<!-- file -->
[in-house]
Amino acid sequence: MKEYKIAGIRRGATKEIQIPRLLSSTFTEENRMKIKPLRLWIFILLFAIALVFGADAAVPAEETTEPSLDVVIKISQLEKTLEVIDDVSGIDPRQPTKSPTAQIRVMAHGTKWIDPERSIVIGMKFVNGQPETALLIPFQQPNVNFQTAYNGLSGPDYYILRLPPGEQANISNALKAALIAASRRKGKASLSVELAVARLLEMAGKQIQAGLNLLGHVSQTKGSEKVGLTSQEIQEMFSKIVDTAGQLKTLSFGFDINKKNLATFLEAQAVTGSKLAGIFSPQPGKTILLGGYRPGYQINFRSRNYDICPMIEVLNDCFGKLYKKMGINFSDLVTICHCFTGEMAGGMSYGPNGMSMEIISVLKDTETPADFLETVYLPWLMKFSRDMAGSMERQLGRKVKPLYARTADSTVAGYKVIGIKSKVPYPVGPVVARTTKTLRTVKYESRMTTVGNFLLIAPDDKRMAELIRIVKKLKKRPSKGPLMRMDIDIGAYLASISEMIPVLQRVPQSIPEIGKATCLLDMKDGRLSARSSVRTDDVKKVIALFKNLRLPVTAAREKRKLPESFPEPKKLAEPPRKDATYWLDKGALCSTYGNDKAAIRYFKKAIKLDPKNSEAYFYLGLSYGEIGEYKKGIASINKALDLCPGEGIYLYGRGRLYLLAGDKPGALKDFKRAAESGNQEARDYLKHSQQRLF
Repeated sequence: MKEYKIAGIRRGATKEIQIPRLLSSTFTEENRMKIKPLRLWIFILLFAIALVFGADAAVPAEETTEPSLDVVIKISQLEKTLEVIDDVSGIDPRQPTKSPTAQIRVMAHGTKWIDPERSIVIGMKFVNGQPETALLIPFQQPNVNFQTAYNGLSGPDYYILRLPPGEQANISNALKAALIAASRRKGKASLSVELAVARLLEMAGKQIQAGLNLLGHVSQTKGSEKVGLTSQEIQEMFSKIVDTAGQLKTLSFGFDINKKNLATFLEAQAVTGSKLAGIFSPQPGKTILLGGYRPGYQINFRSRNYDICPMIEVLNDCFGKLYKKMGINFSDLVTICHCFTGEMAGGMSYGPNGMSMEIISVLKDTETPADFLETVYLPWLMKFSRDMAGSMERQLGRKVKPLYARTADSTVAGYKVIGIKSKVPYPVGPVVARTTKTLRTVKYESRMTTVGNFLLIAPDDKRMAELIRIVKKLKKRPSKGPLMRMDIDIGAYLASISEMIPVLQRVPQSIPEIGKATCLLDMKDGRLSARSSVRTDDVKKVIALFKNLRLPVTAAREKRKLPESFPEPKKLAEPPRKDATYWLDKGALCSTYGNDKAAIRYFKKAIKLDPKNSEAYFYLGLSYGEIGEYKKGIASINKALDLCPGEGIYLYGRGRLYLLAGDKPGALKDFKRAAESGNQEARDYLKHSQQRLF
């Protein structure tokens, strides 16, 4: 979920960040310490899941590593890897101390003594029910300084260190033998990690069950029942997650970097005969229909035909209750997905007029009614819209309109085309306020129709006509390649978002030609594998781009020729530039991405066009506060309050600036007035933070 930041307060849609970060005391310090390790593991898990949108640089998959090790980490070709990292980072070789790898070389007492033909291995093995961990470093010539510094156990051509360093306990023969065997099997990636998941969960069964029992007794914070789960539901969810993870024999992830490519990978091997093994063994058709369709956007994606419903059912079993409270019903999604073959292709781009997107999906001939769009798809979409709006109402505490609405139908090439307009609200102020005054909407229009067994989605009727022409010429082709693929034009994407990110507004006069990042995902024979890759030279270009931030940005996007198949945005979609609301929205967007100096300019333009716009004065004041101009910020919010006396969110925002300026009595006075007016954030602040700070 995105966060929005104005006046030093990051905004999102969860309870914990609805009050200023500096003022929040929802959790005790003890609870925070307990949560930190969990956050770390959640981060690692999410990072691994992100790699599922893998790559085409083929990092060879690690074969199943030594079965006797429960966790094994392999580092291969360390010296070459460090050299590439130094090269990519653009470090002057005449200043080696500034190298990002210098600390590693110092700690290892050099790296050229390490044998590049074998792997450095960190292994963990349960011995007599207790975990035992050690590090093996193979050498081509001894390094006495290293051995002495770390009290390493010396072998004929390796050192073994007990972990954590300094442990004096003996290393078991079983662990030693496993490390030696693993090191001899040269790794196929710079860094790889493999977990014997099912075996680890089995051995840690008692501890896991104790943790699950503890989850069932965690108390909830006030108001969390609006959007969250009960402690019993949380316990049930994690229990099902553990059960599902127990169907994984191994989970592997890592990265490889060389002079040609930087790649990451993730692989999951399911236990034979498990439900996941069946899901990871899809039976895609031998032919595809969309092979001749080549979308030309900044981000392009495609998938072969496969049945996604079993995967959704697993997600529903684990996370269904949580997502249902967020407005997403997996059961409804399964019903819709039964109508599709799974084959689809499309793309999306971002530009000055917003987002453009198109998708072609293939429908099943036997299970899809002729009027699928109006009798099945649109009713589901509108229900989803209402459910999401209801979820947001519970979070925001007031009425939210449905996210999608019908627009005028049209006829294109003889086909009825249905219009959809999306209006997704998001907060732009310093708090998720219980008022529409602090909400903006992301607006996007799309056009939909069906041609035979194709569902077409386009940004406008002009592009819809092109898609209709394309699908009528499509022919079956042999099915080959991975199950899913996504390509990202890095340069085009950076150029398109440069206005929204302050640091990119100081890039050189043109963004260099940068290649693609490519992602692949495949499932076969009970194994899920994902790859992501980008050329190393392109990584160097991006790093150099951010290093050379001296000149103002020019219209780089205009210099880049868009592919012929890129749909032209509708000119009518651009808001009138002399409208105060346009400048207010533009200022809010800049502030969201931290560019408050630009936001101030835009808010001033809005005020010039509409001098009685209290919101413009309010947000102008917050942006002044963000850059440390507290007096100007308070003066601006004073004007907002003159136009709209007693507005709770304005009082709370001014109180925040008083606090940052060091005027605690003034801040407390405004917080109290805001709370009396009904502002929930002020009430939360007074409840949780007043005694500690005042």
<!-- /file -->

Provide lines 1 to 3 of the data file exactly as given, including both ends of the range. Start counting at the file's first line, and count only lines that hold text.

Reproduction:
[in-house]
Amino acid sequence: MKEYKIAGIRRGATKEIQIPRLLSSTFTEENRMKIKPLRLWIFILLFAIALVFGADAAVPAEETTEPSLDVVIKISQLEKTLEVIDDVSGIDPRQPTKSPTAQIRVMAHGTKWIDPERSIVIGMKFVNGQPETALLIPFQQPNVNFQTAYNGLSGPDYYILRLPPGEQANISNALKAALIAASRRKGKASLSVELAVARLLEMAGKQIQAGLNLLGHVSQTKGSEKVGLTSQEIQEMFSKIVDTAGQLKTLSFGFDINKKNLATFLEAQAVTGSKLAGIFSPQPGKTILLGGYRPGYQINFRSRNYDICPMIEVLNDCFGKLYKKMGINFSDLVTICHCFTGEMAGGMSYGPNGMSMEIISVLKDTETPADFLETVYLPWLMKFSRDMAGSMERQLGRKVKPLYARTADSTVAGYKVIGIKSKVPYPVGPVVARTTKTLRTVKYESRMTTVGNFLLIAPDDKRMAELIRIVKKLKKRPSKGPLMRMDIDIGAYLASISEMIPVLQRVPQSIPEIGKATCLLDMKDGRLSARSSVRTDDVKKVIALFKNLRLPVTAAREKRKLPESFPEPKKLAEPPRKDATYWLDKGALCSTYGNDKAAIRYFKKAIKLDPKNSEAYFYLGLSYGEIGEYKKGIASINKALDLCPGEGIYLYGRGRLYLLAGDKPGALKDFKRAAESGNQEARDYLKHSQQRLF
Repeated sequence: MKEYKIAGIRRGATKEIQIPRLLSSTFTEENRMKIKPLRLWIFILLFAIALVFGADAAVPAEETTEPSLDVVIKISQLEKTLEVIDDVSGIDPRQPTKSPTAQIRVMAHGTKWIDPERSIVIGMKFVNGQPETALLIPFQQPNVNFQTAYNGLSGPDYYILRLPPGEQANISNALKAALIAASRRKGKASLSVELAVARLLEMAGKQIQAGLNLLGHVSQTKGSEKVGLTSQEIQEMFSKIVDTAGQLKTLSFGFDINKKNLATFLEAQAVTGSKLAGIFSPQPGKTILLGGYRPGYQINFRSRNYDICPMIEVLNDCFGKLYKKMGINFSDLVTICHCFTGEMAGGMSYGPNGMSMEIISVLKDTETPADFLETVYLPWLMKFSRDMAGSMERQLGRKVKPLYARTADSTVAGYKVIGIKSKVPYPVGPVVARTTKTLRTVKYESRMTTVGNFLLIAPDDKRMAELIRIVKKLKKRPSKGPLMRMDIDIGAYLASISEMIPVLQRVPQSIPEIGKATCLLDMKDGRLSARSSVRTDDVKKVIALFKNLRLPVTAAREKRKLPESFPEPKKLAEPPRKDATYWLDKGALCSTYGNDKAAIRYFKKAIKLDPKNSEAYFYLGLSYGEIGEYKKGIASINKALDLCPGEGIYLYGRGRLYLLAGDKPGALKDFKRAAESGNQEARDYLKHSQQRLF